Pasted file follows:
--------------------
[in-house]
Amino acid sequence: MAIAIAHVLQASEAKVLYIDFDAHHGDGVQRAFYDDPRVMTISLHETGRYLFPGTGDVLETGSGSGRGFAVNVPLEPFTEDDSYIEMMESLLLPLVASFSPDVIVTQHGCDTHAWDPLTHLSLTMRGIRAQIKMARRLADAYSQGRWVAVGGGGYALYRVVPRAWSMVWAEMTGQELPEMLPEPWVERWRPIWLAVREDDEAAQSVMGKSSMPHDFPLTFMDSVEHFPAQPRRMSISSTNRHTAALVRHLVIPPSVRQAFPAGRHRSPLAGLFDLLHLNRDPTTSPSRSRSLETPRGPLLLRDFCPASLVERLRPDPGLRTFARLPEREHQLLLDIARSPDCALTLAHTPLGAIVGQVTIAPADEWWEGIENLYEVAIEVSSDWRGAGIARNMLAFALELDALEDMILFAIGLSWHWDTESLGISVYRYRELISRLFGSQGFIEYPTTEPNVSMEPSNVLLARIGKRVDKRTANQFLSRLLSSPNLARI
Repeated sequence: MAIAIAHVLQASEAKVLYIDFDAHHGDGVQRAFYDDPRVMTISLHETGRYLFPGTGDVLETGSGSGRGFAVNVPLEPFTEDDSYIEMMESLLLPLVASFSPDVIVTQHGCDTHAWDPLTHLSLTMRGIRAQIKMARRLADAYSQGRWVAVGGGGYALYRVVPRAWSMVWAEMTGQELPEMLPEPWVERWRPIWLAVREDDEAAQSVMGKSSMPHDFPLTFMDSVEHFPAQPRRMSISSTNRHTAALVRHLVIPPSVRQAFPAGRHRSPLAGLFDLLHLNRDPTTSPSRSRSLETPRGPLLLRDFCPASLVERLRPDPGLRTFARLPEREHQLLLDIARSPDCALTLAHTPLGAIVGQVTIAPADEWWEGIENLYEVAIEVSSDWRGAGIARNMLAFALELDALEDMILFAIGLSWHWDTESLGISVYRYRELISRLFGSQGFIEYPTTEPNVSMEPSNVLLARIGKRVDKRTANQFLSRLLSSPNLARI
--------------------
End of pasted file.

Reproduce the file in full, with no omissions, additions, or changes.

[in-house]
Amino acid sequence: MAIAIAHVLQASEAKVLYIDFDAHHGDGVQRAFYDDPRVMTISLHETGRYLFPGTGDVLETGSGSGRGFAVNVPLEPFTEDDSYIEMMESLLLPLVASFSPDVIVTQHGCDTHAWDPLTHLSLTMRGIRAQIKMARRLADAYSQGRWVAVGGGGYALYRVVPRAWSMVWAEMTGQELPEMLPEPWVERWRPIWLAVREDDEAAQSVMGKSSMPHDFPLTFMDSVEHFPAQPRRMSISSTNRHTAALVRHLVIPPSVRQAFPAGRHRSPLAGLFDLLHLNRDPTTSPSRSRSLETPRGPLLLRDFCPASLVERLRPDPGLRTFARLPEREHQLLLDIARSPDCALTLAHTPLGAIVGQVTIAPADEWWEGIENLYEVAIEVSSDWRGAGIARNMLAFALELDALEDMILFAIGLSWHWDTESLGISVYRYRELISRLFGSQGFIEYPTTEPNVSMEPSNVLLARIGKRVDKRTANQFLSRLLSSPNLARI
Repeated sequence: MAIAIAHVLQASEAKVLYIDFDAHHGDGVQRAFYDDPRVMTISLHETGRYLFPGTGDVLETGSGSGRGFAVNVPLEPFTEDDSYIEMMESLLLPLVASFSPDVIVTQHGCDTHAWDPLTHLSLTMRGIRAQIKMARRLADAYSQGRWVAVGGGGYALYRVVPRAWSMVWAEMTGQELPEMLPEPWVERWRPIWLAVREDDEAAQSVMGKSSMPHDFPLTFMDSVEHFPAQPRRMSISSTNRHTAALVRHLVIPPSVRQAFPAGRHRSPLAGLFDLLHLNRDPTTSPSRSRSLETPRGPLLLRDFCPASLVERLRPDPGLRTFARLPEREHQLLLDIARSPDCALTLAHTPLGAIVGQVTIAPADEWWEGIENLYEVAIEVSSDWRGAGIARNMLAFALELDALEDMILFAIGLSWHWDTESLGISVYRYRELISRLFGSQGFIEYPTTEPNVSMEPSNVLLARIGKRVDKRTANQFLSRLLSSPNLARI